Technology has created an information explosion, so the task of helping people get their hands around tons of information they may or may not actually need has gotten more complex.
For now, we’ll leave the important question “when is information actually data?” for another blog.
Which path would you rather follow to get a green card? Click to see a larger image.
Edward Tufte, in his book The Visual Display of Quantitative Information, defined what he thought a graphical display should do:
Tufte, Edward (1983). The Visual Display of Quantitative Information. Cheshire, Conneticut: Graphics Press.
The first time I became aware of what can be done with information graphics was in the seventies when Nigel Holmes was doing elegant, witty and understandable charts for Time Magazine and Massimo Vignelli designed his first New York City Subway Map in 1972. The map was controversial (and redone 5 years later) because it made the subway lines horizontal and vertical instead of showing their actual angles and it made Central Park a square instead of a rectangle.
Both the map and Holmes’ graphics did exactly what an “infographic” are supposed to do- they make the information they contain accurately accessible.
A recent study at Harvard called What Makes a Visualization Memorable, provides some interesting insights::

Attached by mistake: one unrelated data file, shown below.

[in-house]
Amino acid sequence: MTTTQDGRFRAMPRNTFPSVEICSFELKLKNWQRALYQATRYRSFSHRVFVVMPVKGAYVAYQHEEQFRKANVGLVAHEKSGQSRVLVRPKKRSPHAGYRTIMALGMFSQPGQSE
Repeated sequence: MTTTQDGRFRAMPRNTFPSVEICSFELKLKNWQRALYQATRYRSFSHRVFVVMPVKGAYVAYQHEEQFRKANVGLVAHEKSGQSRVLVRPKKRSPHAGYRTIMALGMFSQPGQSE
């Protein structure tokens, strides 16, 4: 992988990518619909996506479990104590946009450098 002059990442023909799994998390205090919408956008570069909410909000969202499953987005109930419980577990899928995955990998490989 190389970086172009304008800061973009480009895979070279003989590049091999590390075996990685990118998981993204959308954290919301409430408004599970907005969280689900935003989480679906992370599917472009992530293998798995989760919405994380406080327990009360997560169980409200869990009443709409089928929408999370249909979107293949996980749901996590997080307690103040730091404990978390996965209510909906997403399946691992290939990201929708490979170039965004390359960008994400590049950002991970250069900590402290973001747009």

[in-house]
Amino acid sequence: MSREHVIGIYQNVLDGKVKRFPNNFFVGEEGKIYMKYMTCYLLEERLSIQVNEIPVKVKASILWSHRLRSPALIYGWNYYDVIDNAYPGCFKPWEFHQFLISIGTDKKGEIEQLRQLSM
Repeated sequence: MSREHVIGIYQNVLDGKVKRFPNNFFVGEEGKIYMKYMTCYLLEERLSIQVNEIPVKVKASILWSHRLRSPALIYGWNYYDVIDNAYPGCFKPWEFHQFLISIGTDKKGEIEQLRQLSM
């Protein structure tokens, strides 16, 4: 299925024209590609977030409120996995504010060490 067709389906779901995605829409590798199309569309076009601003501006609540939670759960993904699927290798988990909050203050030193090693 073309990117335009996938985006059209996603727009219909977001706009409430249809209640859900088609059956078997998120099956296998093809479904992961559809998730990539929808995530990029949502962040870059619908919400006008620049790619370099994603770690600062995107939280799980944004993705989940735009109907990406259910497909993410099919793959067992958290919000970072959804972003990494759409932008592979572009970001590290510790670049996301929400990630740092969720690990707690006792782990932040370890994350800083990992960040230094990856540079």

• Visualizations with more than six colors were much more memorable than only a few colors or black and white
• Graphics with a lot of visual density were more memorable than minimalist approaches
• The subjects remembered charts with more curves than they did with straight lines
• Bar charts and graphs were easily forgettable because people said they all looked alike
Tufte called a busy graphic “chart junk”. There’s a difference between information being presented in a visually memorable way and information being understood and viewed critically.
In the Harvard study, researchers do not appear to have assessed how well the subjects retained or understood the information, just whether or not they retained the image.
I suppose in some cases study subjects might as well have been looking at wallpaper samples.
Consider the source- If the infographic comes from, let’s say, the imaginary National Association of Transfat Manufacturers, are you really going to believe that the big bold headline with a heart next to it that says “Have a cup of hydrogenated vegetable shortening with every meal!” along with some “statistics” that seem to indicate transfats won’t necessarily cause coronary heart disease?
Mark Twain popularized the phrase: There are three kinds of lies: lies, damned lies, and statistics. Does the graphic tell the whole story objectively? Charts and diagrams can be set up to show results differently; if the graphic uses a poll, who conducted the poll? How were the questions phrased? Was the sample size large enough to have a true meaning?(click here to see examples).
So for the designer, the task is to make the Infographic as clear, attractive, informative and honest as possible; for the viewer the task is to look at the information contained in the design and make sure that the story it’s telling is true and not just an attractive surface.
Charts: immigrationroad.com, Reason Magazine
Next time: Tools to create infographics.